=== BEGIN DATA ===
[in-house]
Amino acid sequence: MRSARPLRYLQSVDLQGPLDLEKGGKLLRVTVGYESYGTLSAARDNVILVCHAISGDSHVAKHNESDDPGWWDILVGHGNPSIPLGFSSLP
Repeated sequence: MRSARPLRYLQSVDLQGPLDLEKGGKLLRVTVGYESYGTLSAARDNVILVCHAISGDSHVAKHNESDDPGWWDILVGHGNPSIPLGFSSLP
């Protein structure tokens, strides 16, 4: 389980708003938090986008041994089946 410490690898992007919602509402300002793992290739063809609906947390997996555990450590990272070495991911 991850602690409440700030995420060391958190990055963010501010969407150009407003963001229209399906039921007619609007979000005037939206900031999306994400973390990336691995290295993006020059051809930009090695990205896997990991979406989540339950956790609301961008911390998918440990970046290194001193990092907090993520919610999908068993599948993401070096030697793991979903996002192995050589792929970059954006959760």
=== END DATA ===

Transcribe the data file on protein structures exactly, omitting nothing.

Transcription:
[in-house]
Amino acid sequence: MRSARPLRYLQSVDLQGPLDLEKGGKLLRVTVGYESYGTLSAARDNVILVCHAISGDSHVAKHNESDDPGWWDILVGHGNPSIPLGFSSLP
Repeated sequence: MRSARPLRYLQSVDLQGPLDLEKGGKLLRVTVGYESYGTLSAARDNVILVCHAISGDSHVAKHNESDDPGWWDILVGHGNPSIPLGFSSLP
């Protein structure tokens, strides 16, 4: 389980708003938090986008041994089946 410490690898992007919602509402300002793992290739063809609906947390997996555990450590990272070495991911 991850602690409440700030995420060391958190990055963010501010969407150009407003963001229209399906039921007619609007979000005037939206900031999306994400973390990336691995290295993006020059051809930009090695990205896997990991979406989540339950956790609301961008911390998918440990970046290194001193990092907090993520919610999908068993599948993401070096030697793991979903996002192995050589792929970059954006959760």